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ASHG Issues Research Recontact Guidelines in New Position Statement

NEW YORK (GenomeWeb) – The American Society of Human Genetics has released a new position statement outlining when researchers have a responsibility to recontact research participants to inform them when there have been new findings that influence the interpretation of their genetic results.

Overall, the new ASHG guidelines strongly suggest researchers recontact participants when the change in interpretation would affect medical management and when it is feasible to do so. The guidelines, presented in a position statement in the American Journal of Human Genetics, were developed by a working group of laboratory and clinical scientists, bioethicists, primary care physicians, genetic counselors, and others.

Though there are some guidelines for clinical recontact of patients, the working group said that the recontact of research participants currently occurs on an ad hoc basis.

"While clinical recommendations on this topic have begun to emerge, there is a lack of guidance on the responsibility of researchers to inform participants of reinterpreted results," Yvonne Bombard, the former chair of the ASHG Social Issues Committee and co-lead author, said in a statement. "Because the research and clinical contexts have different goals, priorities, timelines, and restrictions, we need to consider them separately."

In particular, the working group noted that clinicians have an ultimate responsibility to the best interests of their patients while researchers are responsible for generating scientific knowledge.

As more genetic research is performed, Bombard and her colleagues noted that newly generated data could lead to changes in how a particular variant is interpreted clinically. For instance, a variant of uncertain significance could be upgraded to pathogenic or likely pathogenic, or downgraded to benign or likely benign. Additionally, a variant that was earlier missed might be detected.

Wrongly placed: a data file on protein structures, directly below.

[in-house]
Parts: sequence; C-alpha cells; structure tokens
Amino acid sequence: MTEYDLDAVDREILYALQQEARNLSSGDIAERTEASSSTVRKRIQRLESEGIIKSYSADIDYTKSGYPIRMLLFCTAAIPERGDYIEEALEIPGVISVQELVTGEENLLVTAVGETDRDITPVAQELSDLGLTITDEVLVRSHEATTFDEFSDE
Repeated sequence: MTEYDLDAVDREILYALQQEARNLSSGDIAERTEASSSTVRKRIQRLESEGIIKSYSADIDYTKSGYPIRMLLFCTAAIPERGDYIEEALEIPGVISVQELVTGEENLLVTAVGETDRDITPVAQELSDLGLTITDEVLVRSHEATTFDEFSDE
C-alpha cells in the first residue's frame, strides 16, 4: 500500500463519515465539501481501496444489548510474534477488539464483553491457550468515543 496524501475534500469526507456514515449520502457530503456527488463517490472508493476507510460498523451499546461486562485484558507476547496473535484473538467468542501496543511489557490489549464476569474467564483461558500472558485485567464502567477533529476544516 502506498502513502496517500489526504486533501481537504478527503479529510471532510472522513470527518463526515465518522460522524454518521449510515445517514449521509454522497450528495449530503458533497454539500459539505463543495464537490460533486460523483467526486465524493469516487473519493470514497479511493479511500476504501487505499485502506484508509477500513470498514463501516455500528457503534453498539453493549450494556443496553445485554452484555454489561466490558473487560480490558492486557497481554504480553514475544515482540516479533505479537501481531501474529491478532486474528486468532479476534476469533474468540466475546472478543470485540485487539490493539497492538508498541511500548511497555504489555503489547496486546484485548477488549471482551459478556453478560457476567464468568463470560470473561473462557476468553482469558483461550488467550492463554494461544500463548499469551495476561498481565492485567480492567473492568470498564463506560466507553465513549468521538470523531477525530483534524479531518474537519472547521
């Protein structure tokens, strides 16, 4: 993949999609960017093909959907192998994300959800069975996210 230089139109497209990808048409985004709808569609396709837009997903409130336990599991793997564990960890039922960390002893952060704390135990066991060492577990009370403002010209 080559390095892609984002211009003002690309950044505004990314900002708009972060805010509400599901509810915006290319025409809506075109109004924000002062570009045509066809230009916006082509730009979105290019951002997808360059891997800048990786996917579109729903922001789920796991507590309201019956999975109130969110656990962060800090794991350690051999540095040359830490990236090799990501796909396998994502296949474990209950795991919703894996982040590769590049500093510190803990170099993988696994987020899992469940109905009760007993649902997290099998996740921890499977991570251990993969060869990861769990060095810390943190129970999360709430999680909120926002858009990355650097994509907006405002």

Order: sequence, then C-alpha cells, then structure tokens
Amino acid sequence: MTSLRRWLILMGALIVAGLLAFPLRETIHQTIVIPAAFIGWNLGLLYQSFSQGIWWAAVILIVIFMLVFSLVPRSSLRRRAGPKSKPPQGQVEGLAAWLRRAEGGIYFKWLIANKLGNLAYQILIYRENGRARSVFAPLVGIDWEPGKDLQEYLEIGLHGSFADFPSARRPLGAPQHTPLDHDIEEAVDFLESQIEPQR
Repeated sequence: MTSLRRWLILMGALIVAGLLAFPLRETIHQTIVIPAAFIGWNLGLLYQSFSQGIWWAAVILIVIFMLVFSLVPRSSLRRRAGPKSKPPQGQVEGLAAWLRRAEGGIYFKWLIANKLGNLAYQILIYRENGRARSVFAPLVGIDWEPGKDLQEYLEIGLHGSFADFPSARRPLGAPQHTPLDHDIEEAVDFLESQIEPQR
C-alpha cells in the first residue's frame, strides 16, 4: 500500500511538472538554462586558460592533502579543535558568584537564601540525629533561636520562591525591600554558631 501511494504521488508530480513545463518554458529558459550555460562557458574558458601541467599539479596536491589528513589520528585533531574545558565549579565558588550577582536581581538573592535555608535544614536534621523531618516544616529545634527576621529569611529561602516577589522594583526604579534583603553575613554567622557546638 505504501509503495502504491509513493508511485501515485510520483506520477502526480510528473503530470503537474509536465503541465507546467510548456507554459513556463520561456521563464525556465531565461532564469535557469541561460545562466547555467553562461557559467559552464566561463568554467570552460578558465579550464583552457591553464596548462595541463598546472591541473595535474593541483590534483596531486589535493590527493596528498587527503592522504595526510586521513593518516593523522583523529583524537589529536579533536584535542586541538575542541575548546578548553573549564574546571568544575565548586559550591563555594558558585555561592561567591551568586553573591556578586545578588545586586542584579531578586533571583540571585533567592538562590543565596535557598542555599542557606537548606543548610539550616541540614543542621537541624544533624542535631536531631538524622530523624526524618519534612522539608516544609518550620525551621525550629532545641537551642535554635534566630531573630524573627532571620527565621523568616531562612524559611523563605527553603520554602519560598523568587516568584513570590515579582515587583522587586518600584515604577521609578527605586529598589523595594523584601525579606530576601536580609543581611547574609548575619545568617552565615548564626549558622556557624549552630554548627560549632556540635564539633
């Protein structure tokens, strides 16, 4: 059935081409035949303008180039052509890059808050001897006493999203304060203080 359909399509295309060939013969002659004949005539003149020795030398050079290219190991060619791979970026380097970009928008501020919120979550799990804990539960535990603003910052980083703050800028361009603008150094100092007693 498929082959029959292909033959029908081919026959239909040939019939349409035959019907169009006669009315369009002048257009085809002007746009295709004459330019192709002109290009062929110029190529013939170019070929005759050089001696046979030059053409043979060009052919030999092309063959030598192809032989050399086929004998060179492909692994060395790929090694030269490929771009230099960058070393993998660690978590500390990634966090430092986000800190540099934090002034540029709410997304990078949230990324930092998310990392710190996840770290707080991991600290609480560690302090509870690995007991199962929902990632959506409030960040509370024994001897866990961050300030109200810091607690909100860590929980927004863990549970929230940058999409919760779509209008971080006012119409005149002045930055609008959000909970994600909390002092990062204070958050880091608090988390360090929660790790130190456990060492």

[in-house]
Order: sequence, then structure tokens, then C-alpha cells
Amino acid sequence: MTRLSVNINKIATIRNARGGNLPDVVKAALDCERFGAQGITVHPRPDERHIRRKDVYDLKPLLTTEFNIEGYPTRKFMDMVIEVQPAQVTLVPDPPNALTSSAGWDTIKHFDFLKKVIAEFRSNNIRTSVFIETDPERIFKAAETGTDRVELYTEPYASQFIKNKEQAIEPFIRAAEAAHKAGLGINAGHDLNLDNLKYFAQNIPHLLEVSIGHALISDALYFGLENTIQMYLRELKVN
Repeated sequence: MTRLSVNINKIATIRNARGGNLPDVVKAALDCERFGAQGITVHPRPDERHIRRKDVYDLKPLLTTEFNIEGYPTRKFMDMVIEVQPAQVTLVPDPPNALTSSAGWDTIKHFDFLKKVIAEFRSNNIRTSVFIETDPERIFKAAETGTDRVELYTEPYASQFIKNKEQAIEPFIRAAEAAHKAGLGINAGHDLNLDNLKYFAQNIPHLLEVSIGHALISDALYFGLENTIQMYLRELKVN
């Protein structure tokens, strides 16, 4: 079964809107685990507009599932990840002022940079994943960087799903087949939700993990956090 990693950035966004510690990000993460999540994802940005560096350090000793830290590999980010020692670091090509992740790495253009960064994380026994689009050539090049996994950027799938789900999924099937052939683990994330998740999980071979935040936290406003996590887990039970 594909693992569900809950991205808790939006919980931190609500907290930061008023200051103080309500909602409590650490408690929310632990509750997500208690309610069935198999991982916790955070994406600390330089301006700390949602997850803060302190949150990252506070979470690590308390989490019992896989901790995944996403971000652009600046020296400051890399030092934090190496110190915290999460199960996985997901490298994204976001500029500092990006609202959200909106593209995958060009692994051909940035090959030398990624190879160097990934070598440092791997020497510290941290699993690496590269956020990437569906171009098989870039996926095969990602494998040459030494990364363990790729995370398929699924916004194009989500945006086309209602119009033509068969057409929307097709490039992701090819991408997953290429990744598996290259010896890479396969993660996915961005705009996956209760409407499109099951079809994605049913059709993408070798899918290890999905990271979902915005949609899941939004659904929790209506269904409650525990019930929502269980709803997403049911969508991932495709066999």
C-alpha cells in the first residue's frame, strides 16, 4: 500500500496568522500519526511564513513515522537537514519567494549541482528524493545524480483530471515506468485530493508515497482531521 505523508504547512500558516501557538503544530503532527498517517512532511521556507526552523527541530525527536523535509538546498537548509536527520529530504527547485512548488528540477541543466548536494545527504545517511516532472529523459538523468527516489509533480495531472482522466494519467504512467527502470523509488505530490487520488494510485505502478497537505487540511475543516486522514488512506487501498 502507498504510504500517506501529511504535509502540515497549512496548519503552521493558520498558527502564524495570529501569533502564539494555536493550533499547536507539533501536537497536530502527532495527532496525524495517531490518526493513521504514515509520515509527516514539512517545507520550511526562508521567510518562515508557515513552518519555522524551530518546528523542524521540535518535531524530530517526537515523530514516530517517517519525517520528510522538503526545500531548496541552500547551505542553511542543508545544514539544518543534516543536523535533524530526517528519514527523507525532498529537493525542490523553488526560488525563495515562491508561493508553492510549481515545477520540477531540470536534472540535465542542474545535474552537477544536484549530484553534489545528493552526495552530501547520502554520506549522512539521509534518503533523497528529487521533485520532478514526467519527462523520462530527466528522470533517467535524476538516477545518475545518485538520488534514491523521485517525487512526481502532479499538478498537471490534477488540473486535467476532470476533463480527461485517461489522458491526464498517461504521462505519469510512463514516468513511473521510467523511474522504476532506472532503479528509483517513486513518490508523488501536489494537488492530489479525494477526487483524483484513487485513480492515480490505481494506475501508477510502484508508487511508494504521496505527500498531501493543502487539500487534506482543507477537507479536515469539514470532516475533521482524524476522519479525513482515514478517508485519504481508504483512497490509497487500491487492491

According to the working group, researchers have expressed concern about keeping research participants informed, but have also noted there are practical and other challenges to doing so, including funding.

In their 12 recommendations, the working group tried to strike a balance between these challenges and researchers' obligations.

For example, the ASHG strongly recommended that researchers recontact participants to provide them with the new interpretation if the reinterpretation is relevant to the phenotype being studied or could affect the participant's medical management. If it is not expected to do so, ASHG then only "advised," not "strongly recommended" recontact.

ASHG also said that the responsibility to recontact research participants only lasts as long as the funding for the project does. After that, it said recontact is "desirable," if there are sufficient funds for doing so.

It also said there is no responsibility to recontact participants if the IRB protocol associated with the study closes or identifiers have been stripped.

But when there is a responsibility for recontact, the ASHG recommended that it be documented, undertaken within six months of reinterpretation, and that responsibility is to make a good faith effort to reach the person.

The working groups also noted the recontact is for researchers to offer updated research results to participants and that research participants retain the right to decline the return of results at that time.

It further noted in its recommendations that researchers do not have the responsibility to "hunt" through genetic or genomic data to look for any such interpretation changes.

These recommendations have been endorsed or supported by additional organizations, including the Genetic Alliance, European Society of Human Genetics, and the National Society of Genetic Counselors, among others.